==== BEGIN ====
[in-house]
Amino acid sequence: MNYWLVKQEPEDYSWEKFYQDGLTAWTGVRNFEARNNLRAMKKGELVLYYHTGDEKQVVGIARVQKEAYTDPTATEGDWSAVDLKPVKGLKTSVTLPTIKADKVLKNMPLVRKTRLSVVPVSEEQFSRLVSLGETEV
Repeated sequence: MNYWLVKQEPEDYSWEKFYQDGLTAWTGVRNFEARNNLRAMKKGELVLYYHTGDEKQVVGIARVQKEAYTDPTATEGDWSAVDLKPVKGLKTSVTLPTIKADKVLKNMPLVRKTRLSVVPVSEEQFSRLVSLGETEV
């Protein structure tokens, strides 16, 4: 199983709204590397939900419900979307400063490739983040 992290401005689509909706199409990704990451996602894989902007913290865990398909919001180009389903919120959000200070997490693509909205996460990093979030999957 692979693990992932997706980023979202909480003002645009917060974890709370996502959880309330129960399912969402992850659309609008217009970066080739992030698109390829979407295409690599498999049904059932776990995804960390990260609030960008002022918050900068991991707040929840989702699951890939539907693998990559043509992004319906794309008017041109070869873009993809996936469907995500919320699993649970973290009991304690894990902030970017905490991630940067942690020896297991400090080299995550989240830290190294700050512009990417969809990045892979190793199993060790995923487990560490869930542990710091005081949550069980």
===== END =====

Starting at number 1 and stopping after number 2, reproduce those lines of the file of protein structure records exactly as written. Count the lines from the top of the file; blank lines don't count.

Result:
[in-house]
Amino acid sequence: MNYWLVKQEPEDYSWEKFYQDGLTAWTGVRNFEARNNLRAMKKGELVLYYHTGDEKQVVGIARVQKEAYTDPTATEGDWSAVDLKPVKGLKTSVTLPTIKADKVLKNMPLVRKTRLSVVPVSEEQFSRLVSLGETEV